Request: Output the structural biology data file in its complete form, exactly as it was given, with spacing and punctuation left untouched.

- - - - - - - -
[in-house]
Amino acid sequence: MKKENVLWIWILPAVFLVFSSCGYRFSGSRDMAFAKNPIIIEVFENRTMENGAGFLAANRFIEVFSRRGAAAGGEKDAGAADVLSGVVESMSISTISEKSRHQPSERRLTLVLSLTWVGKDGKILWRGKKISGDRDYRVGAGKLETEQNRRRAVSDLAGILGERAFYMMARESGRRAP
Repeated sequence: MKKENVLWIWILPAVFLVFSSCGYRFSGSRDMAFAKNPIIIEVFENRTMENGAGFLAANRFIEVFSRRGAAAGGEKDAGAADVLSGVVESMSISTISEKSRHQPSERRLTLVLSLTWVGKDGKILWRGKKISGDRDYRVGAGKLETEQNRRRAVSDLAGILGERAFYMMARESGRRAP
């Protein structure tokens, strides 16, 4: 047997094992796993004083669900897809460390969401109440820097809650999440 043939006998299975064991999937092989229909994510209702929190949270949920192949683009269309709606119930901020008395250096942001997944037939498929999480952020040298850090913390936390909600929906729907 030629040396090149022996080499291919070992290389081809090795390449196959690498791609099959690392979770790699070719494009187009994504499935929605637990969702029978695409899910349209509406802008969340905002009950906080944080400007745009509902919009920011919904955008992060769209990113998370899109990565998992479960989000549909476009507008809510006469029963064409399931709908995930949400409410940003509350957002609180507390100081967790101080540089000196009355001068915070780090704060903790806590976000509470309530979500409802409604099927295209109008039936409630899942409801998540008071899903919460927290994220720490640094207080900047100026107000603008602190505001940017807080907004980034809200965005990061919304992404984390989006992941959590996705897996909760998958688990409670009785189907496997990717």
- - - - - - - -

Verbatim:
[in-house]
Amino acid sequence: MKKENVLWIWILPAVFLVFSSCGYRFSGSRDMAFAKNPIIIEVFENRTMENGAGFLAANRFIEVFSRRGAAAGGEKDAGAADVLSGVVESMSISTISEKSRHQPSERRLTLVLSLTWVGKDGKILWRGKKISGDRDYRVGAGKLETEQNRRRAVSDLAGILGERAFYMMARESGRRAP
Repeated sequence: MKKENVLWIWILPAVFLVFSSCGYRFSGSRDMAFAKNPIIIEVFENRTMENGAGFLAANRFIEVFSRRGAAAGGEKDAGAADVLSGVVESMSISTISEKSRHQPSERRLTLVLSLTWVGKDGKILWRGKKISGDRDYRVGAGKLETEQNRRRAVSDLAGILGERAFYMMARESGRRAP
């Protein structure tokens, strides 16, 4: 047997094992796993004083669900897809460390969401109440820097809650999440 043939006998299975064991999937092989229909994510209702929190949270949920192949683009269309709606119930901020008395250096942001997944037939498929999480952020040298850090913390936390909600929906729907 030629040396090149022996080499291919070992290389081809090795390449196959690498791609099959690392979770790699070719494009187009994504499935929605637990969702029978695409899910349209509406802008969340905002009950906080944080400007745009509902919009920011919904955008992060769209990113998370899109990565998992479960989000549909476009507008809510006469029963064409399931709908995930949400409410940003509350957002609180507390100081967790101080540089000196009355001068915070780090704060903790806590976000509470309530979500409802409604099927295209109008039936409630899942409801998540008071899903919460927290994220720490640094207080900047100026107000603008602190505001940017807080907004980034809200965005990061919304992404984390989006992941959590996705897996909760998958688990409670009785189907496997990717």